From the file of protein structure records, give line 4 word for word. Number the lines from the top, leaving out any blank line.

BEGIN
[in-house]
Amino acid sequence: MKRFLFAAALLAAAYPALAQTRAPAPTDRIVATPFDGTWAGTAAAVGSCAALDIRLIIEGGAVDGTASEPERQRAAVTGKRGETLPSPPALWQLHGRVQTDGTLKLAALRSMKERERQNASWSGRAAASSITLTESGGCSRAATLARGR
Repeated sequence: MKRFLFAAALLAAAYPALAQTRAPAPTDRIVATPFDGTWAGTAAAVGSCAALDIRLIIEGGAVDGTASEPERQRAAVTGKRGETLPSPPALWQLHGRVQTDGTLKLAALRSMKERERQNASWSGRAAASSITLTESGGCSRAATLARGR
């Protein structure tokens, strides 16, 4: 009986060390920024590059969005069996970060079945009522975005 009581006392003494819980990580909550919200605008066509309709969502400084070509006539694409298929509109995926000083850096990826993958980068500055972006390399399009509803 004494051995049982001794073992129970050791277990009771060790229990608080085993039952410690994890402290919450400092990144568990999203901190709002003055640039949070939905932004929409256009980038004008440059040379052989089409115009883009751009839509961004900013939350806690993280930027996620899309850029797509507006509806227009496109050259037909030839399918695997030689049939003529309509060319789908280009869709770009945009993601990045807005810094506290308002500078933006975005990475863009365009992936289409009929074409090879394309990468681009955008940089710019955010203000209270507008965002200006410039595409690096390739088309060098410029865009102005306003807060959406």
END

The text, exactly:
């Protein structure tokens, strides 16, 4: 009986060390920024590059969005069996970060079945009522975005 009581006392003494819980990580909550919200605008066509309709969502400084070509006539694409298929509109995926000083850096990826993958980068500055972006390399399009509803 004494051995049982001794073992129970050791277990009771060790229990608080085993039952410690994890402290919450400092990144568990999203901190709002003055640039949070939905932004929409256009980038004008440059040379052989089409115009883009751009839509961004900013939350806690993280930027996620899309850029797509507006509806227009496109050259037909030839399918695997030689049939003529309509060319789908280009869709770009945009993601990045807005810094506290308002500078933006975005990475863009365009992936289409009929074409090879394309990468681009955008940089710019955010203000209270507008965002200006410039595409690096390739088309060098410029865009102005306003807060959406």